Wind project ensures climate neutrality of first aerial survey of the Great Pacific garbage patch
The Ocean Cleanup Foundation, a non-profit organisation founded in 2013 by the young Dutch inventor and entrepreneur Boyan Slat, seeks to develop technologies to clean up the ocean waters from plastic pollution and prevent plastic debris from entering the ocean. The foundation is now able to undertake entirely emission neutral research expeditions thanks to South Pole Group's charitable contribution of a carbon offsetting project in the Pacific islands region of New Caledonia.
There are currently five large areas of open water created by rotating ocean currents, known as subtropical gyres, that create huge garbage patches that swirl around our oceans. The largest gyre, which holds about ⅓ of all oceanic plastic between Hawaii and California, is the so called 'Great Pacific Garbage Patch'. This particular garbage patch is also known as the North Pacific accumulation zone, and is the main trash gyre target of The Ocean Cleanup.
By replicating a coastline, Slat and his team have proposed to deploy a long array of floating barriers in order to create an artificial coastline that would enable the ocean to clean itself. The aim is to start cleaning the oceans by 2020, with the latest milestone consisting of a first-ever aerial survey of the Great Pacific Garbage Patch to accurately measure the largest and most harmful debris.
Thanks to South Pole Group's sponsorship of a wind power project in the communities of Prony and Kafeate in New Caledonia, the foundation is now able to execute an entirely carbon neutral expedition to save the ocean waters, while also contributing to New Caledonia's transition towards employing green energy sources. As such, the two wind farms of the project have reduced the communities' dependency on fossil fuels, and made the use of sustainable power sources possible. Additionally, by offsetting Ocean Cleanup's expeditions through the wind power project, the local communities have gained several socio-economic and environmental co-benefits.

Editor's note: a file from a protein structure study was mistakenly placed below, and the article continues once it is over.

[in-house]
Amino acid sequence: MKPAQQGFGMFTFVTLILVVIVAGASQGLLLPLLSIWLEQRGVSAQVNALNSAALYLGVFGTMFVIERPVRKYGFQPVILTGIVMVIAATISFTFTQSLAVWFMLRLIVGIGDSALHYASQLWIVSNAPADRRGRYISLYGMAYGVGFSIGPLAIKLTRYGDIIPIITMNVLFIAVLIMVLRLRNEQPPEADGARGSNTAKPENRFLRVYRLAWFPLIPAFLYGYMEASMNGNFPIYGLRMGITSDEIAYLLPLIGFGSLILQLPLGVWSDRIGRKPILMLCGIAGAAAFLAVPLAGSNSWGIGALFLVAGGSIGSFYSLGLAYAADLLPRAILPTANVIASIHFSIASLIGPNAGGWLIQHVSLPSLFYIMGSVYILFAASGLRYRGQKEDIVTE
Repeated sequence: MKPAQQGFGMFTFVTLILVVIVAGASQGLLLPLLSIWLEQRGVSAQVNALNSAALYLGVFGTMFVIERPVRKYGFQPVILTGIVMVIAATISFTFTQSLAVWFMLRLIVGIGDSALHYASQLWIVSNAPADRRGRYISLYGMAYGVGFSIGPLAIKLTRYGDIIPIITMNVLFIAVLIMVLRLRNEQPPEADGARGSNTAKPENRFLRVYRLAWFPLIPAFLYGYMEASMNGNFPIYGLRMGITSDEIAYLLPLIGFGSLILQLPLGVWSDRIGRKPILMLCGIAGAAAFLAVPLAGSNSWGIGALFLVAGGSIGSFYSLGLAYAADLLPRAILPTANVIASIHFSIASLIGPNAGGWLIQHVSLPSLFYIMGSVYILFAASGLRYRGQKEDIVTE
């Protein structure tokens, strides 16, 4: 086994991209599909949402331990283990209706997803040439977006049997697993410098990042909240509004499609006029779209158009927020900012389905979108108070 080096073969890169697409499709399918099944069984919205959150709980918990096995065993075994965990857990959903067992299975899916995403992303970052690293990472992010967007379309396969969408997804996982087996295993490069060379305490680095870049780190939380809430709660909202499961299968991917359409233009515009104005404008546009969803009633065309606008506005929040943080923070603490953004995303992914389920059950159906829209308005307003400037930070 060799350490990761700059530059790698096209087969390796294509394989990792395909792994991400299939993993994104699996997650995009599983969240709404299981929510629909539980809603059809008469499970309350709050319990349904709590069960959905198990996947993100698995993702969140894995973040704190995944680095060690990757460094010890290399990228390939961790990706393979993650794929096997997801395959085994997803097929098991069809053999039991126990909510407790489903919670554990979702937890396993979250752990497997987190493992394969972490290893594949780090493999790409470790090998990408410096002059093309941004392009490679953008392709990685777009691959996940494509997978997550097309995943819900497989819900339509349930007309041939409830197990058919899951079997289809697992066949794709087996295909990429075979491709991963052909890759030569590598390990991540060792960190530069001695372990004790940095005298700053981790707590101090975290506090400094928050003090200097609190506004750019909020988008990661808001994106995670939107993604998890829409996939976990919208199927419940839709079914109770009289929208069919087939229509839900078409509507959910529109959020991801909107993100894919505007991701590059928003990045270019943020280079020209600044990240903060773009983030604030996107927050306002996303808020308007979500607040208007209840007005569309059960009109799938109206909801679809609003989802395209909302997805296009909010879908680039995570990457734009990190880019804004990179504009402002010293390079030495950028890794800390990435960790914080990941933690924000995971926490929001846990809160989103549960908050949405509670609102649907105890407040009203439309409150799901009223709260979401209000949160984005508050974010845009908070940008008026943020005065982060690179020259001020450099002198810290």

The Ocean Cleanup is a first-mover in its attempt to clean up the Great Pacific Garbage Patch, a scourge that severely pollutes and damages ocean ecosystems and economies: an estimated 8 million tons of plastic enters the oceans every year.
"We are proud to be able to support The Ocean Cleanup's valuable, ambitious mission," says Caspar Chiquet, Director Carbon Markets, South Pole Group. "New Caledonia is one of the world's most important biodiversity hotspots and we aspire to raise the importance of the project activities for the region - activities that are all working towards the same goal as the Ocean Cleanup by deploying advanced technologies to make the world a greener and cleaner place for everyone."